Coca-Cola (NYSE:KO) is starting to feel the pinch from the COVID-19 pandemic. In an earnings report released Tuesday, the beverage giant reported solid first-quarter sales and earnings results that mostly met management's expectations. But trends significantly worsened from there as stay-at-home mandates removed entertainment outings like concerts and sporting events from its sales base in late March and April.
CEO James Quincey and his team stressed that short-term trends will shift wildly depending on the path of the virus and the timing of the economic rebound, but the company warned that the impact on the current quarter will be significant with volume down 25% so far in April.
Let's take a closer look at the latest updates.
Feeling the pinch
The fiscal first quarter ended on March 27 and included peak lockdown measures in China and the beginning of such efforts in Europe and the U.S. Sales in that period were generally strong but showed signs of stress. Organic volume outside of China was up 3% through February, executives said, meeting the company's full-year targets.
Yet the slowdown was unmistakable with reduced selling opportunities pushing organic sales growth down to flat year over year, a stark contrast to last quarter's record 7% growth. Executives noted a demand spike from its retailing partners such as supermarkets and warehouse retailers, but that boost quickly subsided after consumers had fully stocked their pantries. The lift was offset by lower sales at restaurants and other away-from-home channels, including sporting events, concerts, and vending machines. Those channels represent about half of Coca-Cola's revenue.
The beverage giant is working hard to shift its manufacturing, marketing, and selling postures to adjust to the new economic reality. These changes include "shifting toward package sizes that are fit-for-purpose for online sales, and redeploying consumer and trade promotions toward digital."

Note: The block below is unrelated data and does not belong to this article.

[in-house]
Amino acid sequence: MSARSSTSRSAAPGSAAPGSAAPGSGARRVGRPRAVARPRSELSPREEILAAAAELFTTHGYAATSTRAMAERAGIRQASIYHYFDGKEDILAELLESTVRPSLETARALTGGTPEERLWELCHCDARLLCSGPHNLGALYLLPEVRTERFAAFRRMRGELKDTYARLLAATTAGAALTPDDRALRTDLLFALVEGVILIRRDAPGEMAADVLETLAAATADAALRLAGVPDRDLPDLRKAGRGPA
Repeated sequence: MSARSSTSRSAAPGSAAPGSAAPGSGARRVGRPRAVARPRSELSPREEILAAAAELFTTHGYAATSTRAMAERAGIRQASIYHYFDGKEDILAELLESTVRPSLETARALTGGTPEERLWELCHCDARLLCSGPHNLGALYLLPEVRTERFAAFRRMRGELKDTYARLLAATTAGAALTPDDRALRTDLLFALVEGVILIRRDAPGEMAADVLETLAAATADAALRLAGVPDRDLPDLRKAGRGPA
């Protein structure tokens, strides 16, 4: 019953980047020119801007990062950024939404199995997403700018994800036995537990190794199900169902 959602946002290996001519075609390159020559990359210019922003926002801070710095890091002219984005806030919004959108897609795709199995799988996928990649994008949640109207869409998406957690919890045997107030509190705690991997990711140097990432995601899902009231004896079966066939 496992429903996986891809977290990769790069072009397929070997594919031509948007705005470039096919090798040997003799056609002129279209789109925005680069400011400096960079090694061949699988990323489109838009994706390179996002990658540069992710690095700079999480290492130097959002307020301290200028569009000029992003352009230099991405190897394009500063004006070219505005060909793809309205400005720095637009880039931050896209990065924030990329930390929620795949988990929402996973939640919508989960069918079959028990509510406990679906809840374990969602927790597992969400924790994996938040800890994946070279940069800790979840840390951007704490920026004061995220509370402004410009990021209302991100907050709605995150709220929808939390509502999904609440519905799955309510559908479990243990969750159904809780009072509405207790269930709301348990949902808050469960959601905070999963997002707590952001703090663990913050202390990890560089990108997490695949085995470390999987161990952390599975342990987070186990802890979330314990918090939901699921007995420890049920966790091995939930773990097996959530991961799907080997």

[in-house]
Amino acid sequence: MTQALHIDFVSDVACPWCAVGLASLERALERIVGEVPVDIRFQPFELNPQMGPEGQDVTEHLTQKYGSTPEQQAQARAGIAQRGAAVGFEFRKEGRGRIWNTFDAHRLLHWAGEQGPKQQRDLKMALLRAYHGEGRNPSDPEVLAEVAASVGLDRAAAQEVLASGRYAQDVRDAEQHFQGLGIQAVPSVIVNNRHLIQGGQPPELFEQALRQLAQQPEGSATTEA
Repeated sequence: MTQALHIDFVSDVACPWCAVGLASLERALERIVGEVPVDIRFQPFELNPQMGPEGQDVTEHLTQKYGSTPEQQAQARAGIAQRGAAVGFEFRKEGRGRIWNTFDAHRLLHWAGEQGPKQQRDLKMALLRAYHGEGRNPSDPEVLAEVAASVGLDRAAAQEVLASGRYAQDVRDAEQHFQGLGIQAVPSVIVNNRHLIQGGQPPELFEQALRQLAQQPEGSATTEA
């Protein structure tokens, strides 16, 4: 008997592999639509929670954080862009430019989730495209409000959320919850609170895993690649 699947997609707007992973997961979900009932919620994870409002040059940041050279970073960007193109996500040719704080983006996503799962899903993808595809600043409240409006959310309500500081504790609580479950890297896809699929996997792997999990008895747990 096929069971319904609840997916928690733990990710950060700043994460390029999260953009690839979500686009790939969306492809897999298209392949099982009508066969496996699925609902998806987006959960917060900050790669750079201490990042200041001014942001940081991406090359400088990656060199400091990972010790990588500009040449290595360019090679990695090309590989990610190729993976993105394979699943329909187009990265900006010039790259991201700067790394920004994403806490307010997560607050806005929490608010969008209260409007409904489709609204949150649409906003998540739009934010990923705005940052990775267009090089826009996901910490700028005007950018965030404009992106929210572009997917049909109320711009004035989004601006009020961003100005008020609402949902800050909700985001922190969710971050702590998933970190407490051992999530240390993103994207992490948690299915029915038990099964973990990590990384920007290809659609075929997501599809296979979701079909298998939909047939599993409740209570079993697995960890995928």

Management is shifting its manufacturing toward that growing online channel and adding resources to support its retailing network. "The company is moving with speed to continue to best serve its customers and consumers," executives said.
In the meantime, its finances are solid. Coca-Cola has shored up its balance sheet in recent weeks and now has $15.3 billion of cash, equivalents, and short-term investments on hand, nearly double the balance from just three months ago. That savings pile should help it navigate through even a prolonged slowdown. "We've been through challenging times before as a company," Quincey said, "and we believe we're well positioned to manage through" the current crisis.
Management didn't offer a detailed projection for sales or profit trends and instead reiterated their late March comments that volatility is too high to make any meaningful forecasts. Still, the consumer-staples giant hinted at a massive drag on its business in recent weeks.
Sales volumes fell 25% in the first few weeks of April as most away-from-home drinking occasions evaporated. How the company's full quarter (which runs through June) looks in comparison to that eye-popping figure will depend on the duration of the shelter-in-place mandates that are still gripping most of its biggest markets, along with the speed of the economic recovery that should follow once the COVID-19 threat has subsided.